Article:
Thread Tools Display Modes
Old 11-12-2010, 10:44 PM
R. P. McMurphy R. P. McMurphy is offline
Charter Member
Join Date: Jun 2002
Posts: 3,879
What is the actual, most basic production cost of a car that costs $25k.


What if the world suddenly went generic and there was one model of car that costs about $25k in today's market became the only car of choice. All R&D, advertising and marketing costs were eliminated. It was just bare bones acquisition of materials, assembly and distribution. No other frills like engineers working on future models, advertising, corporate managers in white shirts sitting in meeting rooms, fancy publication of owner's manuals or other "feel good" unnecessary BS. Just the car, from raw materials to being driven on the highway. Materials in one door, finished car out the other door.

I'm not complaining about the cost of cars or any of the other stuff we consume. Just wondering how much of the price is in corporate overhead, testing, lobbying, R&D and other BS that is a necessary part of doing business and keeping the system running.
Old 11-13-2010, 02:19 AM
Absolute Absolute is offline
Join Date: Apr 2000
Location: In flight
Posts: 4,080
The term you are looking for is known in economics/finance as marginal cost - the cost to produce one more unit of something that you have already made a lot of.

I found a cite on Google that suggests cars were priced at 10% above marginal cost in 1978. I suspect that number is much higher now, maybe 20-25%.
Old 11-13-2010, 05:58 AM
LSLGuy LSLGuy is offline
Charter Member
Join Date: Sep 2003
Location: Southeast Florida USA
Posts: 21,037
Marginal cost is a starting point. But it's not the whole story. The OP is essentially asking what the cost would be in a stagnant communist planned system where we can eliminate all the costs associated with competition and progress.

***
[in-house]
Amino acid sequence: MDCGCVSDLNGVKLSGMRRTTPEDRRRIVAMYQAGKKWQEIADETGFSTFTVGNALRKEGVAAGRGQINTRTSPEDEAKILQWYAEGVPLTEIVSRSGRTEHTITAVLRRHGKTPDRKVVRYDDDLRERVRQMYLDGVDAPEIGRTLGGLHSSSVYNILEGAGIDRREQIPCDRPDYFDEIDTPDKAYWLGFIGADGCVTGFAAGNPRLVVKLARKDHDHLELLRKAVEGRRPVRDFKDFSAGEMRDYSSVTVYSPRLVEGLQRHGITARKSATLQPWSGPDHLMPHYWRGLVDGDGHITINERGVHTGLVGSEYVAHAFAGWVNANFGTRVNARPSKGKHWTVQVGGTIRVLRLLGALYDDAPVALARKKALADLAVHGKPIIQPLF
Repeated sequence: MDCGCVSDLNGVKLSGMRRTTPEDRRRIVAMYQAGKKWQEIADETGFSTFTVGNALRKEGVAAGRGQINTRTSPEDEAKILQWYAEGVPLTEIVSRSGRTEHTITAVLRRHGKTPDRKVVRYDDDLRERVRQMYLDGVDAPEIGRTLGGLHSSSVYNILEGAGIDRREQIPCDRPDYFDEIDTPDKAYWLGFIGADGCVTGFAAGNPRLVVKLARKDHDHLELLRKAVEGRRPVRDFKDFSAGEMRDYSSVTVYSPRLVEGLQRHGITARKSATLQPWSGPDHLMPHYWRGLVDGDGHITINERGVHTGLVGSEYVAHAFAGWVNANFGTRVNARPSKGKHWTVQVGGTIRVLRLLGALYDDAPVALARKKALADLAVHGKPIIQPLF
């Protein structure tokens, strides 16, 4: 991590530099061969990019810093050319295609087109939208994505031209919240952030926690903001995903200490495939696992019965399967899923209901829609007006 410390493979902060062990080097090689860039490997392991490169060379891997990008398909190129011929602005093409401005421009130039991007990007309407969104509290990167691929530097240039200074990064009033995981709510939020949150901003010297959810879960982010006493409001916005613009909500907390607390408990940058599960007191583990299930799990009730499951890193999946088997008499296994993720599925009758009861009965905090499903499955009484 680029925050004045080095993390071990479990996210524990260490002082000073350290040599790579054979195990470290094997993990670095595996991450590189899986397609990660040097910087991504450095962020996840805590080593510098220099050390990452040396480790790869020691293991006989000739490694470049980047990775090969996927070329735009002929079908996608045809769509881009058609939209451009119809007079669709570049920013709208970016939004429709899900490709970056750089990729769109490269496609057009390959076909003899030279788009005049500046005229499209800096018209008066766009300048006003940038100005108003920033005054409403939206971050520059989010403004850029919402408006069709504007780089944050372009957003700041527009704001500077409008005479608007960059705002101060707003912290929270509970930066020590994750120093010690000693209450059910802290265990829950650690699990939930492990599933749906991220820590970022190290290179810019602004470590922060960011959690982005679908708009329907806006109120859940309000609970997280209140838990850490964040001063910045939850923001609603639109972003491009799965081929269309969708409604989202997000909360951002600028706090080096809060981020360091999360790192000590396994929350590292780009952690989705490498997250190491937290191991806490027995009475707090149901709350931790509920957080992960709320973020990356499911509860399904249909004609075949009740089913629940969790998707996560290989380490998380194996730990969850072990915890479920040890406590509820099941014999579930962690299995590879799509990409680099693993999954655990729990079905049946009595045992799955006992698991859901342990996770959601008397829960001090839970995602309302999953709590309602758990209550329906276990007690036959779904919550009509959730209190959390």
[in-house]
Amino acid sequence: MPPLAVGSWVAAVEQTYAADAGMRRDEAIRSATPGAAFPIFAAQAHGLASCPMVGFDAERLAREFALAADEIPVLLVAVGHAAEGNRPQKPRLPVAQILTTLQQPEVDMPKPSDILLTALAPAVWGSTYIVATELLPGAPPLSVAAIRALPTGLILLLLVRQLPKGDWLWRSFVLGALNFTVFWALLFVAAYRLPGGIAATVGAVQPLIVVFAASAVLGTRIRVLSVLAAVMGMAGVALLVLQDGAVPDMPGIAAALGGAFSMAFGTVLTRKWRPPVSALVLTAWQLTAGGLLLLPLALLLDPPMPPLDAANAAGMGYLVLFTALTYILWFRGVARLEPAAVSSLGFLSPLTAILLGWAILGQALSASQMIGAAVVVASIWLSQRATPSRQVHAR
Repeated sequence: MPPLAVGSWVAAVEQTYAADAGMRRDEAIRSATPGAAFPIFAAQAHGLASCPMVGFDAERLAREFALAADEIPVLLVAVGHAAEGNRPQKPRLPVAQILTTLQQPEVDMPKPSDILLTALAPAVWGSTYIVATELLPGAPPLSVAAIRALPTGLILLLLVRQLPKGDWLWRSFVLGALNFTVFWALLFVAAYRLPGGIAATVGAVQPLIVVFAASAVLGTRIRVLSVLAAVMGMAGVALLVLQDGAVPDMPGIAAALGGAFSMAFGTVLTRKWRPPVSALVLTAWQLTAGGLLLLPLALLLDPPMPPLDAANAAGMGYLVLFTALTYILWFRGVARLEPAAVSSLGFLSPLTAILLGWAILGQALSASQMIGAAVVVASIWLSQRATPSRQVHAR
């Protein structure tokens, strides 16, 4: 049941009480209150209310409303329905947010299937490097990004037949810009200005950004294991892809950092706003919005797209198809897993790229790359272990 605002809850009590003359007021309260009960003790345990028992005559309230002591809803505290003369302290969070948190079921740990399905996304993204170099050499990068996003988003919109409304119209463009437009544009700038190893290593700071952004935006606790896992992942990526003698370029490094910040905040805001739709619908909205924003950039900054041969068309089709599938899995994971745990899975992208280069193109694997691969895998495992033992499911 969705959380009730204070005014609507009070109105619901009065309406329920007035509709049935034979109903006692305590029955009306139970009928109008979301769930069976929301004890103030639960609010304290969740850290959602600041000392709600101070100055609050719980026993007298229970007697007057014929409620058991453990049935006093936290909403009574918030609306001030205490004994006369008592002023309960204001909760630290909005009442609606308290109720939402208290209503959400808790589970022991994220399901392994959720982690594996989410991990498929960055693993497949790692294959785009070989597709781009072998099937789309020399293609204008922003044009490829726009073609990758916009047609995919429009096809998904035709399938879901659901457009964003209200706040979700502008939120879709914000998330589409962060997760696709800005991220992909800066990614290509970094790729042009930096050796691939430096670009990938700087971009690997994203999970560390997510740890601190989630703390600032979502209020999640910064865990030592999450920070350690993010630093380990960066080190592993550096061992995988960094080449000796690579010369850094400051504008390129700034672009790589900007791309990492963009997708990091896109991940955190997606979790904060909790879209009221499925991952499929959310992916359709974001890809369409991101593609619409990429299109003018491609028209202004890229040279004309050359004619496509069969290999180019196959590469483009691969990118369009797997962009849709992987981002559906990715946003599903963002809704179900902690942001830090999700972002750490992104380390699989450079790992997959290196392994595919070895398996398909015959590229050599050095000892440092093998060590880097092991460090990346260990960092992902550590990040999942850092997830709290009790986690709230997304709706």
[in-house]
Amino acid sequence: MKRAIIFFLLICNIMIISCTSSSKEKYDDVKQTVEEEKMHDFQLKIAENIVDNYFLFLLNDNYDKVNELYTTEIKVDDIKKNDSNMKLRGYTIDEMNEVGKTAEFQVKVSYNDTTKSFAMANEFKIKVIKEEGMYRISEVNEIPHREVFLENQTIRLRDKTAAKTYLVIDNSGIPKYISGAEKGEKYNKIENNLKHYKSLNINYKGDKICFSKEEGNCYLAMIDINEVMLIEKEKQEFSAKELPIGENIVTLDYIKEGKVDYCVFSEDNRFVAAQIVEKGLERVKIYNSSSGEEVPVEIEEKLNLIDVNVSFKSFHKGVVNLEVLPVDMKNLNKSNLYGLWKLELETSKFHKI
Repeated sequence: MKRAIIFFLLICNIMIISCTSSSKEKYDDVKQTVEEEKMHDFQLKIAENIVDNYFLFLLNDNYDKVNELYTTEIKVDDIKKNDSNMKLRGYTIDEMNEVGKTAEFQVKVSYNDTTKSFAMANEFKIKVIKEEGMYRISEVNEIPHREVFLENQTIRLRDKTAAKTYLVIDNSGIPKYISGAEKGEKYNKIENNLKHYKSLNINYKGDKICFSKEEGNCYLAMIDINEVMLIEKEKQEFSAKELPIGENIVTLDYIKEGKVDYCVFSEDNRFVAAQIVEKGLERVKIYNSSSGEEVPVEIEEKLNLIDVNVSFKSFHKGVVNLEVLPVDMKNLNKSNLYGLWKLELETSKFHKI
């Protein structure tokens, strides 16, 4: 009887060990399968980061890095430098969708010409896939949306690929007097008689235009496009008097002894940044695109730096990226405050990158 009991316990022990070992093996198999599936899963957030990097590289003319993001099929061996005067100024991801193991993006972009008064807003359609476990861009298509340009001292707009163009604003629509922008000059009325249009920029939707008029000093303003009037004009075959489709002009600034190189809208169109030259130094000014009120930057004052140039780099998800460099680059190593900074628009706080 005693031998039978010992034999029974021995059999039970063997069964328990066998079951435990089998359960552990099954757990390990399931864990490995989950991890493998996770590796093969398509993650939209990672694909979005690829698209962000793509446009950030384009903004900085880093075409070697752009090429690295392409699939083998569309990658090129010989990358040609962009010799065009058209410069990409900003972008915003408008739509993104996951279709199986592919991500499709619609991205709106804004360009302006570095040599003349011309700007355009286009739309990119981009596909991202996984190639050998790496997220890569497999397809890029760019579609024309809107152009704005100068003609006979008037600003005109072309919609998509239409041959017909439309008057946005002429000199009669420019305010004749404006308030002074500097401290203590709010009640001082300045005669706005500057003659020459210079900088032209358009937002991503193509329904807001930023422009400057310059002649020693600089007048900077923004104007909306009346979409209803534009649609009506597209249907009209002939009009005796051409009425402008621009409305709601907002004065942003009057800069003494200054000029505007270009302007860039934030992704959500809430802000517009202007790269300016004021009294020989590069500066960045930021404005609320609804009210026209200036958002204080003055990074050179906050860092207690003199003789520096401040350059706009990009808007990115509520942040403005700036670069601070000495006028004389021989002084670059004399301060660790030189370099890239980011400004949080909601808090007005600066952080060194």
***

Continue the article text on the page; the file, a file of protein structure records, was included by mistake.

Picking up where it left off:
You still need to amortize the factory and pay to train workers since both of those are consumables, albeit at a slow rate.

The OP's assumption you could eliminate all management & admin overhead just because you're not dreaming up new models is faulty. You'd still need a bunch of it, although not so much as now. It's not like they could just pay the electric bill once, or just hire one set of employees once, or write up one work schedule once. All those things need to be done on a regular basis. Suppliers & dealers will both still go in or out of business ...

Lack of model years will reduce the amount of change in schedules, but cars sales will still ebb & flow with the seasons of the year.

Last edited by LSLGuy; 11-13-2010 at 05:59 AM.
Old 11-14-2010, 06:57 AM
andrewm andrewm is offline
Join Date: Apr 2010
Posts: 442
And do you still want a warranty? That's part of the price, too.
Old 11-15-2010, 09:43 AM
FasterThanMeerkats FasterThanMeerkats is offline
Join Date: Sep 2010
Posts: 481
Originally Posted by R. P. McMurphy View Post
Just wondering how much of the price is in corporate overhead, testing, lobbying, R&D and other BS that is a necessary part of doing business and keeping the system running.